It was Assistant Chief Raymond Lloyd Day in Charleston on Thursday.
And to mark his 50th year in the fire service, he was named honorary fire chief.
His legacy continues as his son is now a captain in the department, WCSC reported.
Through the years, he was an engineer, captain and battalion chief.
Lloyd was teaching a class in 2007 when he heard a call at the Sofa Super Store. When he heard it was possibly a trash can fire, he went back to teaching. But, that didn’t last long as more units were being dispatched. He saw the dark column of smoke from 15 minutes away.
He went right to work to help other firefighters trying to free a man trapped in a room in the back of the building. He removed an air conditioner, but it wasn’t large enough for him to escape. So, they used tools to peel back metal which allowed him to get out.
In an interview with Firehouse after the fire, Lloyd said it bothered him that the smoke conditions had changed. When they arrived and made the hole, smoke poured out. As they worked, the smoke disappeared.
Nine of his brothers — Captains Billy Hutchinson, Mike Benke, and Louis Mulkey; Engineers Mark Kelsey and Brad Baity, Assistant Engineer Michael French; and Firefighters Earl Drayton, Melvin Champaign and Brandon Thompson– perished during the firefight.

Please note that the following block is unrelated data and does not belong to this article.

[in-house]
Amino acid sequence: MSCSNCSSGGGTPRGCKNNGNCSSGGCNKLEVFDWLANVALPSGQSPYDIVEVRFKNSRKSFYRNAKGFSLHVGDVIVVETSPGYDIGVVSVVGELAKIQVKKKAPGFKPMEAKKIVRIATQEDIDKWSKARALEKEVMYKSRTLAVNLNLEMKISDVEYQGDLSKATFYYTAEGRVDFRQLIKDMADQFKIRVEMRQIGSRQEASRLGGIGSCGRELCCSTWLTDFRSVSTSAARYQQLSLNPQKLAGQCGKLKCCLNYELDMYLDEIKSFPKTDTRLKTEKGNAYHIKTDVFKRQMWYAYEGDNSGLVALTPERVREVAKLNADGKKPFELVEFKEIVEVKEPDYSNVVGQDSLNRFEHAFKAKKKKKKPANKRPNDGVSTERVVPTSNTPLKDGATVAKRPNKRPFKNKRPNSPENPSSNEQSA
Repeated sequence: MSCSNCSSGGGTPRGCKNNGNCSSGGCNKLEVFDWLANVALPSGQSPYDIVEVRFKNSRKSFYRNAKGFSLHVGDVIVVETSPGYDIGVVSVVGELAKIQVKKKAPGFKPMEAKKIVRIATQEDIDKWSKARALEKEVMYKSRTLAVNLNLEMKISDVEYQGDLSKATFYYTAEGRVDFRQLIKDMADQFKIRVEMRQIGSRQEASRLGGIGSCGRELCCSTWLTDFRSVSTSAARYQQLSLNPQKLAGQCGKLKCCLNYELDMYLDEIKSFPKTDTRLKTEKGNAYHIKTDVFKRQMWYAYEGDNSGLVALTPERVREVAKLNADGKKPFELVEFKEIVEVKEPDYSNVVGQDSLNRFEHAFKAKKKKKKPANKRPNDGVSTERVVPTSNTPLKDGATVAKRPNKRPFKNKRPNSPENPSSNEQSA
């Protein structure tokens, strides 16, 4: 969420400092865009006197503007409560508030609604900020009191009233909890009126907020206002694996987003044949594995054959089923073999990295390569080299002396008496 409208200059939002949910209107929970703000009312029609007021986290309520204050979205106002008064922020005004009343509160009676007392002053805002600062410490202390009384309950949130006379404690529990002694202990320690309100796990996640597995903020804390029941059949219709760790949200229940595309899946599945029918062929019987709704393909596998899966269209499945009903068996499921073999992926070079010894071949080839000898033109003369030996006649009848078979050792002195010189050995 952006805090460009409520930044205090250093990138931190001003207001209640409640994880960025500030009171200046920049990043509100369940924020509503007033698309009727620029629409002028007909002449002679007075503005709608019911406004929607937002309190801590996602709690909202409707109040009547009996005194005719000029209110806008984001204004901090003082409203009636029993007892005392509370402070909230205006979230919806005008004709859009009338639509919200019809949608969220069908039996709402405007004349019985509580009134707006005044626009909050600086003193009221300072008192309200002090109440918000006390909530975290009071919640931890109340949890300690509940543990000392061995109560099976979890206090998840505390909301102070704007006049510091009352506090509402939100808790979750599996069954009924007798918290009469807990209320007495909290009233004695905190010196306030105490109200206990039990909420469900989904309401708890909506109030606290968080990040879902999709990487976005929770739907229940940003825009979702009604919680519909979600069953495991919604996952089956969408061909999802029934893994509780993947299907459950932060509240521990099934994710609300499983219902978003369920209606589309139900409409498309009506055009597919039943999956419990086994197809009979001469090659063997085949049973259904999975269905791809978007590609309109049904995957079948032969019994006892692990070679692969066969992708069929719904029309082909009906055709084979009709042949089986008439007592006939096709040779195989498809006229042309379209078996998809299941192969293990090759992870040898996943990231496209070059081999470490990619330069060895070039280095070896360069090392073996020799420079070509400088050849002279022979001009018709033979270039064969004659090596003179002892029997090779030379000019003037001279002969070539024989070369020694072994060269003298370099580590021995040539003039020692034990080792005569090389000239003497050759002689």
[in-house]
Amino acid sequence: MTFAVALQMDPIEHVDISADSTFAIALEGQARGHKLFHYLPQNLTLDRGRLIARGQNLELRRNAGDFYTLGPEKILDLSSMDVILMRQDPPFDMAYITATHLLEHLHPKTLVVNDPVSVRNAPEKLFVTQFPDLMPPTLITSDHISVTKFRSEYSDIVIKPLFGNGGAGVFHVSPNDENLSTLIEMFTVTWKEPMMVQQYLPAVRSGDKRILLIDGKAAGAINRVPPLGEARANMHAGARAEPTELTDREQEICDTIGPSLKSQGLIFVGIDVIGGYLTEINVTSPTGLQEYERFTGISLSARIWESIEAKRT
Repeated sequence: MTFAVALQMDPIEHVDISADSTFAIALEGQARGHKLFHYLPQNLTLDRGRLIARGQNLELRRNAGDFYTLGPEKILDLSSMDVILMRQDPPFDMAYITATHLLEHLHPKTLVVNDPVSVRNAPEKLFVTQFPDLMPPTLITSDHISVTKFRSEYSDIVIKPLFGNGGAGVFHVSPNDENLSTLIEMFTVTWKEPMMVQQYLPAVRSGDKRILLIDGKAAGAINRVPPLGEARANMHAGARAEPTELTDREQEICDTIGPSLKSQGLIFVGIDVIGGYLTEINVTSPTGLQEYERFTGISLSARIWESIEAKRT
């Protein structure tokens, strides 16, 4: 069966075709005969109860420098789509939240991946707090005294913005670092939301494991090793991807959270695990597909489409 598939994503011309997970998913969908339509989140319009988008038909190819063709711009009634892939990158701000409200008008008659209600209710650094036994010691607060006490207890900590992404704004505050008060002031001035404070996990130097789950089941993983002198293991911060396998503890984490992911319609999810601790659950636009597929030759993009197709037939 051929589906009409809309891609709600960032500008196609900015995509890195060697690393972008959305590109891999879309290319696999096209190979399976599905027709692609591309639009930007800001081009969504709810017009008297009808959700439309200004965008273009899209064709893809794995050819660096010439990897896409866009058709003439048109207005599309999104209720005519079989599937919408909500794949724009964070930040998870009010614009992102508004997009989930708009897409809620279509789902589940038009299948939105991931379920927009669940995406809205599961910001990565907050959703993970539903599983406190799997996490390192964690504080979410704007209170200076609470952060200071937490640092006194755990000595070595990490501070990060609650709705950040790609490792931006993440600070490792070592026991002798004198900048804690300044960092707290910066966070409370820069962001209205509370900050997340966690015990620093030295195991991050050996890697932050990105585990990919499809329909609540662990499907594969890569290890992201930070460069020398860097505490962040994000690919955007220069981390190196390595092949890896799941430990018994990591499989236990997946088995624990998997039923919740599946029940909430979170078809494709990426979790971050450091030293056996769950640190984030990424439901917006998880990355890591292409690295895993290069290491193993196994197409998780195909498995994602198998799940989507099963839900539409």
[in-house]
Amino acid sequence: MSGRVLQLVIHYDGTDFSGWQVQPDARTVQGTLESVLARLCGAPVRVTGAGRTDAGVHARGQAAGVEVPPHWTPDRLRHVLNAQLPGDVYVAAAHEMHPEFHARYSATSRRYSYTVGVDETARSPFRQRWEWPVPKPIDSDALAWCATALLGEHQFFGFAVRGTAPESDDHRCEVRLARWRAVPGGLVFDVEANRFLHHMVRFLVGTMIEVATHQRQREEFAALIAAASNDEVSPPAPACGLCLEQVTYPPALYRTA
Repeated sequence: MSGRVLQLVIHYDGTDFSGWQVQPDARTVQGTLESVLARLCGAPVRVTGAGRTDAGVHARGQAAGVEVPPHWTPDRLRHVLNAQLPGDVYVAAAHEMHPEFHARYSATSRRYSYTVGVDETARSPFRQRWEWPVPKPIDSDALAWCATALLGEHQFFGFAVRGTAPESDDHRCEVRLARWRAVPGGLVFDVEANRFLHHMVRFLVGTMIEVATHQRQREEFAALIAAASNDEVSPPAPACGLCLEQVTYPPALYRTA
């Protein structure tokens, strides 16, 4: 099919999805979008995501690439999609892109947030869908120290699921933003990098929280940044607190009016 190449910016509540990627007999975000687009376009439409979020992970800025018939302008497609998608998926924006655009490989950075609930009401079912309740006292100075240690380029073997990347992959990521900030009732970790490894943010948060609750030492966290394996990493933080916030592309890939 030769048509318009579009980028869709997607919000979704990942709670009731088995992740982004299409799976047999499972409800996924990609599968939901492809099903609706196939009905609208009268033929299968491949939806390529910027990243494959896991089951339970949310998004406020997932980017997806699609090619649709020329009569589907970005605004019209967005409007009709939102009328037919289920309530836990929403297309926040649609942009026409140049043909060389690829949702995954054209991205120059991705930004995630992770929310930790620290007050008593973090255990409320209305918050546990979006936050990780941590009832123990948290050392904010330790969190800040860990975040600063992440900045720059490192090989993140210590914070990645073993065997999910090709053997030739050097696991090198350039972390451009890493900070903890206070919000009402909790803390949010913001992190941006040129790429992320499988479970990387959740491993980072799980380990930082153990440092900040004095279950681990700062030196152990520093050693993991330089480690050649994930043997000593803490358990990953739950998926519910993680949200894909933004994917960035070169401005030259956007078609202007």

He was given the option to retire shortly afterward, but that wasn’t his plan,
“I saw that there was a need for some command staff to stay…Keep some of the consistency in the department and I knew that’s what I was called to do.”
LLoyd watched the Charleston fire department progress from riding the back step and running into fires without SCBA.
In the aftermath of the tragic blaze, the department’s safety culture did a turnaround. Among the enhancements include better communications, training and calling for additional staffing faster.
The assistant chief went on to serve until 2018. But he wasn’t ready to move from the command seat to a rocking chair.
Not long after, he changed into a Folly Beach Fire Department uniform as assistant chief of fire operations where he is still sharing his knowledge.
He’s also keeping an eye on the women and men in the Charleston Fire Department.
“When I hear or see our fire engine, it puts a smile on my face, and I always look to see who’s on the rig,” Lloyd said. “…I looked to make sure, you know, they’re doing something safe…”